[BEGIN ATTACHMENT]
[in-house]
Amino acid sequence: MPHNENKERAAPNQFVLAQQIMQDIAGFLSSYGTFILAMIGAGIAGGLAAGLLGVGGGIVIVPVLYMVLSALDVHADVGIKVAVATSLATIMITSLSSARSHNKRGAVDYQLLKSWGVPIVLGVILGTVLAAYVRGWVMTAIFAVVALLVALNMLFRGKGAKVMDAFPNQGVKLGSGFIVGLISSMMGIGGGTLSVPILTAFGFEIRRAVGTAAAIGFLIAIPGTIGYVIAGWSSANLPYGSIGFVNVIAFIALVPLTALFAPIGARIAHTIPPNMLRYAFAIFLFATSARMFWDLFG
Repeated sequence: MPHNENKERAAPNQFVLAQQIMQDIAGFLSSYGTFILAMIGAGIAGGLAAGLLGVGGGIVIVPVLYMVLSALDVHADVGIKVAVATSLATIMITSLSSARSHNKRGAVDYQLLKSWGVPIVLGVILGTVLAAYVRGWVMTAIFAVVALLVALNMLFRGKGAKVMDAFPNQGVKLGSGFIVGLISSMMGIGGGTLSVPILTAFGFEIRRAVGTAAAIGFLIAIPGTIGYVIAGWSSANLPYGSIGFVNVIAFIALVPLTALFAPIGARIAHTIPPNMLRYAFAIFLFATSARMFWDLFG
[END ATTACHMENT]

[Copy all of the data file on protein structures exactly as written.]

[in-house]
Amino acid sequence: MPHNENKERAAPNQFVLAQQIMQDIAGFLSSYGTFILAMIGAGIAGGLAAGLLGVGGGIVIVPVLYMVLSALDVHADVGIKVAVATSLATIMITSLSSARSHNKRGAVDYQLLKSWGVPIVLGVILGTVLAAYVRGWVMTAIFAVVALLVALNMLFRGKGAKVMDAFPNQGVKLGSGFIVGLISSMMGIGGGTLSVPILTAFGFEIRRAVGTAAAIGFLIAIPGTIGYVIAGWSSANLPYGSIGFVNVIAFIALVPLTALFAPIGARIAHTIPPNMLRYAFAIFLFATSARMFWDLFG
Repeated sequence: MPHNENKERAAPNQFVLAQQIMQDIAGFLSSYGTFILAMIGAGIAGGLAAGLLGVGGGIVIVPVLYMVLSALDVHADVGIKVAVATSLATIMITSLSSARSHNKRGAVDYQLLKSWGVPIVLGVILGTVLAAYVRGWVMTAIFAVVALLVALNMLFRGKGAKVMDAFPNQGVKLGSGFIVGLISSMMGIGGGTLSVPILTAFGFEIRRAVGTAAAIGFLIAIPGTIGYVIAGWSSANLPYGSIGFVNVIAFIALVPLTALFAPIGARIAHTIPPNMLRYAFAIFLFATSARMFWDLFG